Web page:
With the possibility of signficant cap room, the Spurs could offer some low contracts and take back Garnett's salary easily. Would a Nando De Colo, a draft pick, and (Boston native) Matt Bonner be suffice for the rebuilding Boston Celtics? While that may sound like a horrible deal for Boston, a rebuilding team doesn't want heavy salaries and Bonner's $1 million buyout may entice a team to send their beloved player to contend for a championship in a trade with a team that has no ill feelings in a rivalry. The controversial Duncan-Garnett feud has been widely speculated, but here's just suggesting that there's no basis to it. Maybe you'd think two guys in their mid 30's would "hug it out" anyway?

Josh Smith: The most athletic of the three is Josh Smith and catapult the Spurs' offense to new heights with his addition. Josh is a "tweener" forward who can play both positions and isn't afraid to take the ball to the rim when given the chance. He didn't disappoint in a contract season with 14ppg, 4apg, and 8rpg. His statistics this past season with the Atlanta Hawks are solid, but his shot selection is what worries many. He shot an impressive 70% (245-348) from the restricted area, but it's disappointment after that. He shot 33% (53-163) from the non-restricted paint area, 29% (77-265) from mid-range, 23% (7-30) from the corner 3-point line, and 35% (44-125) from the wing 3-point area. He'd be a perfect pick and roll partner for Tony Parker, but what will happen when he wants to take over the game and tries something other than a point blank shot? The Spurs may try to sign him to a lower contract than other teams since his stock may be low with those statistics, but he'll still be a dream signing for Spurs fans who long for a more athletic big man next to Tim Duncan. He'd be a big coup for the Spurs, but there is a better option.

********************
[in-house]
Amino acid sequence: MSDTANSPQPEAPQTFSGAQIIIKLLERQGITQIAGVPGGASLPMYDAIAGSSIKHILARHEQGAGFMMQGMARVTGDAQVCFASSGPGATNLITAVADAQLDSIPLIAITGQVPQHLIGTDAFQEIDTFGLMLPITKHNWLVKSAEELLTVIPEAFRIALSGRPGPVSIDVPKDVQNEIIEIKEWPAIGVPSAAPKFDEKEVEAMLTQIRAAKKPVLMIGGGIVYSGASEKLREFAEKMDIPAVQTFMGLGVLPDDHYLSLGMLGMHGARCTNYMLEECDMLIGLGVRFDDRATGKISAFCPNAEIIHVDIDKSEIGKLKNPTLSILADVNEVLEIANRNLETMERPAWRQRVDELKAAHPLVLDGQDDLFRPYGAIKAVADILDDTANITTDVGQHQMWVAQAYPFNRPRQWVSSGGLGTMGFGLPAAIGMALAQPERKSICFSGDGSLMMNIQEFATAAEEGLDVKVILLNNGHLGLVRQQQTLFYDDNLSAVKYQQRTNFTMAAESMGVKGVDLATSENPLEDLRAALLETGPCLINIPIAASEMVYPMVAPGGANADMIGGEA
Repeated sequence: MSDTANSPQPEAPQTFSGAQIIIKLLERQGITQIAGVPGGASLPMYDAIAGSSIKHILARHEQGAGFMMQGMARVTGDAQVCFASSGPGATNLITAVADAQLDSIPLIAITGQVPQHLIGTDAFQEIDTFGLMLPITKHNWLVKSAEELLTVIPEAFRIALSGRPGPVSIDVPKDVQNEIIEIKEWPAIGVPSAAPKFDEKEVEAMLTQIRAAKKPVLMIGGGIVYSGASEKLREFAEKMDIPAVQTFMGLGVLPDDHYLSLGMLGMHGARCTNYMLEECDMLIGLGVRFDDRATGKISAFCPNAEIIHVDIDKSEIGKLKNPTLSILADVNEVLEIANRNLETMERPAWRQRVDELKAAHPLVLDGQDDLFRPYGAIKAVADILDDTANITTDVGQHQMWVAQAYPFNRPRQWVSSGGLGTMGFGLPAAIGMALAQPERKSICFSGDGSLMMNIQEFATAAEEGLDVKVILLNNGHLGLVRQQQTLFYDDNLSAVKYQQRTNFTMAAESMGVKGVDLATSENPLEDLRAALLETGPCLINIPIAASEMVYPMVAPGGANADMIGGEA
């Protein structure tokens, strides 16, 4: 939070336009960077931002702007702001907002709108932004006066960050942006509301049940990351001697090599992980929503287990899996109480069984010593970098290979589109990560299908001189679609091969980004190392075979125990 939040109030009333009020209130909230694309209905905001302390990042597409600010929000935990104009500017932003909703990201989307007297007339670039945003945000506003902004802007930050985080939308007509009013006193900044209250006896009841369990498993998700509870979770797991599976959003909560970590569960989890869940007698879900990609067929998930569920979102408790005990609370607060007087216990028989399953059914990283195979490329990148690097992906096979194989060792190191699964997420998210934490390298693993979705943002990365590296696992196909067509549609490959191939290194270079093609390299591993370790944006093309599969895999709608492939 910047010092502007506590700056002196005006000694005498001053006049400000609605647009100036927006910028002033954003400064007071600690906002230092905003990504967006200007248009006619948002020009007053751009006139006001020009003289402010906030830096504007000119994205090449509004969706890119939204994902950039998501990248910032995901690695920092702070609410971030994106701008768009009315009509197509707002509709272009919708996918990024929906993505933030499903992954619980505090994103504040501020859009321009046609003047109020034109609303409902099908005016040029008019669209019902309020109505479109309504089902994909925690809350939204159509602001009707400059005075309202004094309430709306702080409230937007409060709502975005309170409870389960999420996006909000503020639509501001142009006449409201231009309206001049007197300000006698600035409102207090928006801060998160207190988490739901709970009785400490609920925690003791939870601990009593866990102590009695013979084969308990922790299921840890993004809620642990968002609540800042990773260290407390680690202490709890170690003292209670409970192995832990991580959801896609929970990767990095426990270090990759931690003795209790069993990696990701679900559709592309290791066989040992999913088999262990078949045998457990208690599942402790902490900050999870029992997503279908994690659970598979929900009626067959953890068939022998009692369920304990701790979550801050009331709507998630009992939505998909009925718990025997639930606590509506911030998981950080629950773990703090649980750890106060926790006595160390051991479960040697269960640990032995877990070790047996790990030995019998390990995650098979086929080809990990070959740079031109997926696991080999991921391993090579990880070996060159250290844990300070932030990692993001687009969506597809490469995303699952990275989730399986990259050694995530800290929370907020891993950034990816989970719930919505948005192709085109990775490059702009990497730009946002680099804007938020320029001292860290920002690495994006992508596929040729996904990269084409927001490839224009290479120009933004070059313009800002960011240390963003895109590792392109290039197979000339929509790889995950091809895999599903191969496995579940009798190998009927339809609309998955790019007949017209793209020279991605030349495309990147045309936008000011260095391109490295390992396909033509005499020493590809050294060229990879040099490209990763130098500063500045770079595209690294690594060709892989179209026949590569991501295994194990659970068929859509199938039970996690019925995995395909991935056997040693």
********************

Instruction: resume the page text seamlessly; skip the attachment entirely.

Dwight Howard: Yes, the "drama queen" as some Spurs fans may refer to him. He'll be a free agent from the Los Angeles Lakers this offseason and may be looking for a new environment. Spurs fans may be against his signing with the team because of his past history, but the most recent incidents (I won't touch the Orlando Magic situation since it's entirely possible he's matured since then) with the Lakers is entirely justifiable. Even in an uncomfortable guard oriented environment with less to no defense, Howard still had an impressive season with 17ppg, 12rpg, and 2bpg. At 27 years old, this defensive big man is exactly what San Antonio needs.

Howard's gripe with Los Angeles is simple: he wants the offense to be centered around him. Egotistical? Probably, but sentiments echoed throughout the basketball world including from retired coach Phil Jackson. The problem? Mike D'Antoni doesn't know how to coach that style. The proof is overwhelming that the only style that has been successful for him was the same style that made him famous with the Phoenix Suns. His system hasn't been tweaked nor does he wish to tweak it (i.e. New York Knicks, Los Angeles Lakers).